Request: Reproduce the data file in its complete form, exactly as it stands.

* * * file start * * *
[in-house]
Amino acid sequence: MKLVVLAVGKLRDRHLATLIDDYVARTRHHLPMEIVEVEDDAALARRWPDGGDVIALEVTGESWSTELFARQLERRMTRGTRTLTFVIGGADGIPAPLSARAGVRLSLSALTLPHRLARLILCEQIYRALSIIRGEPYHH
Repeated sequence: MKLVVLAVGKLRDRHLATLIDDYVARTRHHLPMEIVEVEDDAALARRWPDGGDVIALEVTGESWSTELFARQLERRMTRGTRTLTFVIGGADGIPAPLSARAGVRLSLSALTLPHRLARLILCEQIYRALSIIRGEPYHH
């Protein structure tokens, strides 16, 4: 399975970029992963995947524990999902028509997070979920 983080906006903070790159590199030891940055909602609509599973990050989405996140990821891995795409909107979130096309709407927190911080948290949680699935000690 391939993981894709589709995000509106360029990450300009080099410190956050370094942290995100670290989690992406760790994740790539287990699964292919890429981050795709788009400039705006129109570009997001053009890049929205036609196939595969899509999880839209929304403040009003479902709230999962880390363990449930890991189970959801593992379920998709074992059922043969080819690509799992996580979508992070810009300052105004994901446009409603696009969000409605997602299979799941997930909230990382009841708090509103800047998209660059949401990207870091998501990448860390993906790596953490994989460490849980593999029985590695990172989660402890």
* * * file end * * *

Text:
[in-house]
Amino acid sequence: MKLVVLAVGKLRDRHLATLIDDYVARTRHHLPMEIVEVEDDAALARRWPDGGDVIALEVTGESWSTELFARQLERRMTRGTRTLTFVIGGADGIPAPLSARAGVRLSLSALTLPHRLARLILCEQIYRALSIIRGEPYHH
Repeated sequence: MKLVVLAVGKLRDRHLATLIDDYVARTRHHLPMEIVEVEDDAALARRWPDGGDVIALEVTGESWSTELFARQLERRMTRGTRTLTFVIGGADGIPAPLSARAGVRLSLSALTLPHRLARLILCEQIYRALSIIRGEPYHH
């Protein structure tokens, strides 16, 4: 399975970029992963995947524990999902028509997070979920 983080906006903070790159590199030891940055909602609509599973990050989405996140990821891995795409909107979130096309709407927190911080948290949680699935000690 391939993981894709589709995000509106360029990450300009080099410190956050370094942290995100670290989690992406760790994740790539287990699964292919890429981050795709788009400039705006129109570009997001053009890049929205036609196939595969899509999880839209929304403040009003479902709230999962880390363990449930890991189970959801593992379920998709074992059922043969080819690509799992996580979508992070810009300052105004994901446009409603696009969000409605997602299979799941997930909230990382009841708090509103800047998209660059949401990207870091998501990448860390993906790596953490994989460490849980593999029985590695990172989660402890």